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10/6/04 12:21 PM
Copyright 2004 David C. Loebig

Random Digressions

Assessing Bush’s Executive Skills
An Assessment of Bush’s Executive Skills

If I were to hire a chief executive for an international corporation, I’d look for intricacy in thought, communication skills, good judgment, integrity, the ability to deal with people, thorough planning and nimbleness in execution. An assessment of our president in these skills is in order.

For starters, George Bush isn’t the smartest man in Washington. He isn’t dumb, but we’re hiring a CEO of a multinational organization. For the president, our CEO, we need someone with critical thinking skills, someone who sees the grey areas of issues, someone who understands the many diverse viewpoints in our country.

In fact, understanding different viewpoints (i.e., other cultures) is crucial to winning the international war on terrorism.

Black and white rhetoric doesn’t cut it. That Bush actually thinks in dichotomous shortcuts is a hindrance to sound policy.

As for communication skills...well, do I really have to make a case? He fumbles with words. It’s not the worst thing for a president, but we’re hiring the CEO. Communication skills are key to diplomacy and influence. Bush doesn’t bring that to the job.

When it comes to bad judgment, Bush has several glaring examples. First, he chose to go to war over weapons of mass destruction. He hung his case on them.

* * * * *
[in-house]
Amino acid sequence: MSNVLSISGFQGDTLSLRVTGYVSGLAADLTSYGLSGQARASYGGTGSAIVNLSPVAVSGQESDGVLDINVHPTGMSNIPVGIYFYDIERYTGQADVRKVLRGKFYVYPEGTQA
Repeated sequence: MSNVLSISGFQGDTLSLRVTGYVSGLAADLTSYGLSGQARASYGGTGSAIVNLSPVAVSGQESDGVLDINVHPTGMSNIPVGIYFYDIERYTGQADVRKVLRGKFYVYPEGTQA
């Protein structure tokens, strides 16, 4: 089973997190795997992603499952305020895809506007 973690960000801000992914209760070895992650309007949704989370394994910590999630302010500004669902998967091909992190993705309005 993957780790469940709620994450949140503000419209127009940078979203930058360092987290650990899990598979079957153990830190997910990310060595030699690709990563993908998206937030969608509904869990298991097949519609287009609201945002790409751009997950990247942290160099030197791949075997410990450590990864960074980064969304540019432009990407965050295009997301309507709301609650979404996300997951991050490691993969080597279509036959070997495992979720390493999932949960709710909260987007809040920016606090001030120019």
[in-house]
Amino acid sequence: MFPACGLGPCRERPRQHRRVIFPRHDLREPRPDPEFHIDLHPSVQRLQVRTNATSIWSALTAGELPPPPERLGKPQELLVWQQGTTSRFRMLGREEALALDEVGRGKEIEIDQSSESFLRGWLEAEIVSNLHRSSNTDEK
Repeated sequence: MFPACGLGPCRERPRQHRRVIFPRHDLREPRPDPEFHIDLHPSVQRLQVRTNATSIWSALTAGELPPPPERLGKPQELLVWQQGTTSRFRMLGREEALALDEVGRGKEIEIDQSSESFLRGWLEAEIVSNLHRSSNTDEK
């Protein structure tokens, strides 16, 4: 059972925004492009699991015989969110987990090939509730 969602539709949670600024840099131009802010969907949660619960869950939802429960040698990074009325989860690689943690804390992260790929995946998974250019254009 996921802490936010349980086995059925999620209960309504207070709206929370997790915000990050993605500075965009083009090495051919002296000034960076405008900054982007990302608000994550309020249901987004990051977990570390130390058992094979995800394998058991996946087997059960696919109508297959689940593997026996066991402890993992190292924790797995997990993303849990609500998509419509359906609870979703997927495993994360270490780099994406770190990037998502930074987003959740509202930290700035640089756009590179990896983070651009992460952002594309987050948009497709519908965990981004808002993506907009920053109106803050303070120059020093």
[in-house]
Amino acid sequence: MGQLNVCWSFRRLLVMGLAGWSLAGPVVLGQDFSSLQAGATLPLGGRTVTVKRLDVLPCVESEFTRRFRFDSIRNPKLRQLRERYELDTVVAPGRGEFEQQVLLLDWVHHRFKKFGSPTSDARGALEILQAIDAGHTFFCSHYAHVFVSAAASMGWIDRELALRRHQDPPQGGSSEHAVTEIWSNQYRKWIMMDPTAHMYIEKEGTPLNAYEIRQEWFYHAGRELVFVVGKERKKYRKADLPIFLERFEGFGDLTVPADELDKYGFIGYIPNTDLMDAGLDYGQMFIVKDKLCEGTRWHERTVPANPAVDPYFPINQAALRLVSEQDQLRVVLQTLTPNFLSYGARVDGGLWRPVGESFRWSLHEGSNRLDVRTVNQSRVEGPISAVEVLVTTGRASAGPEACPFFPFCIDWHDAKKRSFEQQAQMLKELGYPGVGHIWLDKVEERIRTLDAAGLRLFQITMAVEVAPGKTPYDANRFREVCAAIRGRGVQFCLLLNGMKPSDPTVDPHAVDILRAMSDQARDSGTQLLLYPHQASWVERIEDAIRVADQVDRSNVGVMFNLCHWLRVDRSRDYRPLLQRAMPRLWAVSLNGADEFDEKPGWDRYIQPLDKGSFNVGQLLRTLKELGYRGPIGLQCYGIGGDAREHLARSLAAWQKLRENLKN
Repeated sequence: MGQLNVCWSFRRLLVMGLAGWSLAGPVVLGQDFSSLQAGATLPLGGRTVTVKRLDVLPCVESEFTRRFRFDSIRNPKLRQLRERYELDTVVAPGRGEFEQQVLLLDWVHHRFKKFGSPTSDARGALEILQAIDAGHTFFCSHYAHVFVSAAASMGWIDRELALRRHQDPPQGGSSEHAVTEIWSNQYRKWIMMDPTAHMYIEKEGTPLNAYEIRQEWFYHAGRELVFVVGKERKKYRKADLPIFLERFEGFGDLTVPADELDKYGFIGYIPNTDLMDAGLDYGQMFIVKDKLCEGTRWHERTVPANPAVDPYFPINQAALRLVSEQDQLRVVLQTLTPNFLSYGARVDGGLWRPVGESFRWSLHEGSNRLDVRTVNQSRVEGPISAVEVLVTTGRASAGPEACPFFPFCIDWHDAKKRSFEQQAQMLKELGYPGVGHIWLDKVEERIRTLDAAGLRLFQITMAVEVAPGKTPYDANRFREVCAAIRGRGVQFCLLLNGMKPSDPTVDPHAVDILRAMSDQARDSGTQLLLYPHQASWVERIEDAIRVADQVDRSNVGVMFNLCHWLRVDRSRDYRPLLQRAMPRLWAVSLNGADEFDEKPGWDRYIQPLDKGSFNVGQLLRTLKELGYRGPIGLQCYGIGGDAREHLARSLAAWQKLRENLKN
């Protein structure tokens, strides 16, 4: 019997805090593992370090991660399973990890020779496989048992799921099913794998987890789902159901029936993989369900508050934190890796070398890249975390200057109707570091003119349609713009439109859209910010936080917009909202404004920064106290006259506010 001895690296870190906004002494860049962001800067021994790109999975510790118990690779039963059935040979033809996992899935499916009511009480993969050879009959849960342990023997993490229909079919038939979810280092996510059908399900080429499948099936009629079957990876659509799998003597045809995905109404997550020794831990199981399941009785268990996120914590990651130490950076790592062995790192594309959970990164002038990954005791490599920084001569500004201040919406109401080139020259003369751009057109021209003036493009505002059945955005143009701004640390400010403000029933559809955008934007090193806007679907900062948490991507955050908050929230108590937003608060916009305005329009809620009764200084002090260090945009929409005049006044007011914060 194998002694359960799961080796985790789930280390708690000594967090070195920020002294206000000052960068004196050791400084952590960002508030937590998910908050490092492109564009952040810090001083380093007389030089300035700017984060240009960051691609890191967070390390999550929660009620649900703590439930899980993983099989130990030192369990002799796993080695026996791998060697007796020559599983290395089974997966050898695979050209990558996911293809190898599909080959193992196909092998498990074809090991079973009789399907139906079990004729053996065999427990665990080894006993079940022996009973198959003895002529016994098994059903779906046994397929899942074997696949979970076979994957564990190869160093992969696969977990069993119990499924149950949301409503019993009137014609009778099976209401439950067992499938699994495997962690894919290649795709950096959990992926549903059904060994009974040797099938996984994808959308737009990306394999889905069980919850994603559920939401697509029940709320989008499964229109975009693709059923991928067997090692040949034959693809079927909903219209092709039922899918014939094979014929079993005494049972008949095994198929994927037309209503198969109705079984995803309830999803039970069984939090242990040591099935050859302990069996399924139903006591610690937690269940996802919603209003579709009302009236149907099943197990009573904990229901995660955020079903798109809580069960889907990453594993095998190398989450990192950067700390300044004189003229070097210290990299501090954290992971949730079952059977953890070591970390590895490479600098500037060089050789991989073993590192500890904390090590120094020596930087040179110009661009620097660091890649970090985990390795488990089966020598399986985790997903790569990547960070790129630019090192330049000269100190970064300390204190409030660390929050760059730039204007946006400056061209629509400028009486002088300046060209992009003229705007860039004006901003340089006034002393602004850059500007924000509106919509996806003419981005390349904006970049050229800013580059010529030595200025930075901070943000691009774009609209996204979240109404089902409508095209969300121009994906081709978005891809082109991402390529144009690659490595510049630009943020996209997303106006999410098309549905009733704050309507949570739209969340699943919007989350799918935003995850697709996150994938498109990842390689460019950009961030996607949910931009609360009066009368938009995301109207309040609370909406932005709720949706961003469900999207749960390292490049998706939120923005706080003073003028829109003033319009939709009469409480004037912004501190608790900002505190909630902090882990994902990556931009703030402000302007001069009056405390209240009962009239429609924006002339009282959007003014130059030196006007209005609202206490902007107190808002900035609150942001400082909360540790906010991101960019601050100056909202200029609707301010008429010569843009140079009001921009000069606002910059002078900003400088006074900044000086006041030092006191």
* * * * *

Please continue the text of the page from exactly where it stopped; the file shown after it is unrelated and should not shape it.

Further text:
I thought the world should have taken care of Hussein in 1993 or 1998, so I was behind it. The cost may be too high now, but it’s good to be rid of Hussein.

Before the war, Bush was making the wrong case about WMD. Clearly we had Hussein’s WMD in check with inspectors in Iraq and a military ready to move in. We didn’t need an actual war.

While others thought there were WMD in Iraq, Bush avoids his own responsibility by citing the French, the UN and others. Before the war he strongly implied that they’re irrelevant, yet now he selectively invokes their pre-war judgment.

In the end, Bush cried havoc. Bush exercised the poor judgment to let slip the dogs of war and executed the overall strategy so poorly. He owns it all. It’s a shame he doesn’t own up to it.

Then on May 1, 2003, he was shortsighted enough to invoke “Mission Accomplished.” Even if the Abraham Lincoln crew requested the mission accomplished sign, it’s pretty simple: the Bush administration approved every aspect of the event. They knew full well the message they were sending. If they try to duck responsibility for it, they are trying to get away with reasonable deniability, and that leads to another topic, integrity.

Despite his charges against his opponents, George Bush is a flip-flopper just like most politicians. Examples are plentiful.

At first the war in Iraq was about weapons of mass destruction. Then Bush switched to weapons of mass destruction “activity.” When that didn’t get enough traction he emphasized that the world is better without Saddam Hussein. Then he began linking Iraq with the war on terrorism and is strongly implying, wrongly, that there’s a connection between World Trade Center attacks and his war in Iraq.

Another clear example is Bush’s take on Hussein’s capture. Beforehand, the administration line was that Hussein wasn’t particularly important, we’d get him eventually, we’re going to win the war. When we captured Hussein, Bush flip-flopped and declared that Hussein’s capture was “crucial to the rise of a free Iraq.” Both positions can’t be sincerely held.